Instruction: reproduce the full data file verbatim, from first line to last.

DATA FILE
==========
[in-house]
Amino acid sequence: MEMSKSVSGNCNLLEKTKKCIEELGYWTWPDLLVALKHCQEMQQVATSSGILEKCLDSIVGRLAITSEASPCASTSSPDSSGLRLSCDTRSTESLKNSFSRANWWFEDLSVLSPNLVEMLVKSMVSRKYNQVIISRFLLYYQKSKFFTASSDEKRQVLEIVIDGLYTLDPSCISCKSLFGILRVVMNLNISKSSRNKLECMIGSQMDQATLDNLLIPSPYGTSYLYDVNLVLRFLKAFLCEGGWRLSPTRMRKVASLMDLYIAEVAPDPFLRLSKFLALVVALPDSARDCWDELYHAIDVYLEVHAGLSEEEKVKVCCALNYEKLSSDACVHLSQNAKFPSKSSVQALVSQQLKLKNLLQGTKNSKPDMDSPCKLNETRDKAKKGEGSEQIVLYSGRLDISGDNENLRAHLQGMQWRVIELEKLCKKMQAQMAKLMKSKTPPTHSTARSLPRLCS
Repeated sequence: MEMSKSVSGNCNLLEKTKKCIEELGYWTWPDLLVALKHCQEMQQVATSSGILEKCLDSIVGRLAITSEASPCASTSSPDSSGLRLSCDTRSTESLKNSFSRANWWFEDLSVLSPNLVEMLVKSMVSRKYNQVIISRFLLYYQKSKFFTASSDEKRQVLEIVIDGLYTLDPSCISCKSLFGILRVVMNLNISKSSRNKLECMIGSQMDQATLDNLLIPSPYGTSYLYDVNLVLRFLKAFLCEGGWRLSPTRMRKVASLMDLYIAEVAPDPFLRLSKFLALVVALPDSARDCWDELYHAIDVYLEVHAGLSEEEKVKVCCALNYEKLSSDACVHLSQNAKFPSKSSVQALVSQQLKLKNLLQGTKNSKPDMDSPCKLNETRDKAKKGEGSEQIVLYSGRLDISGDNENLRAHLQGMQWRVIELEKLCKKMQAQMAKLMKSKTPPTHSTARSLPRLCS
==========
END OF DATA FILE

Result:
[in-house]
Amino acid sequence: MEMSKSVSGNCNLLEKTKKCIEELGYWTWPDLLVALKHCQEMQQVATSSGILEKCLDSIVGRLAITSEASPCASTSSPDSSGLRLSCDTRSTESLKNSFSRANWWFEDLSVLSPNLVEMLVKSMVSRKYNQVIISRFLLYYQKSKFFTASSDEKRQVLEIVIDGLYTLDPSCISCKSLFGILRVVMNLNISKSSRNKLECMIGSQMDQATLDNLLIPSPYGTSYLYDVNLVLRFLKAFLCEGGWRLSPTRMRKVASLMDLYIAEVAPDPFLRLSKFLALVVALPDSARDCWDELYHAIDVYLEVHAGLSEEEKVKVCCALNYEKLSSDACVHLSQNAKFPSKSSVQALVSQQLKLKNLLQGTKNSKPDMDSPCKLNETRDKAKKGEGSEQIVLYSGRLDISGDNENLRAHLQGMQWRVIELEKLCKKMQAQMAKLMKSKTPPTHSTARSLPRLCS
Repeated sequence: MEMSKSVSGNCNLLEKTKKCIEELGYWTWPDLLVALKHCQEMQQVATSSGILEKCLDSIVGRLAITSEASPCASTSSPDSSGLRLSCDTRSTESLKNSFSRANWWFEDLSVLSPNLVEMLVKSMVSRKYNQVIISRFLLYYQKSKFFTASSDEKRQVLEIVIDGLYTLDPSCISCKSLFGILRVVMNLNISKSSRNKLECMIGSQMDQATLDNLLIPSPYGTSYLYDVNLVLRFLKAFLCEGGWRLSPTRMRKVASLMDLYIAEVAPDPFLRLSKFLALVVALPDSARDCWDELYHAIDVYLEVHAGLSEEEKVKVCCALNYEKLSSDACVHLSQNAKFPSKSSVQALVSQQLKLKNLLQGTKNSKPDMDSPCKLNETRDKAKKGEGSEQIVLYSGRLDISGDNENLRAHLQGMQWRVIELEKLCKKMQAQMAKLMKSKTPPTHSTARSLPRLCS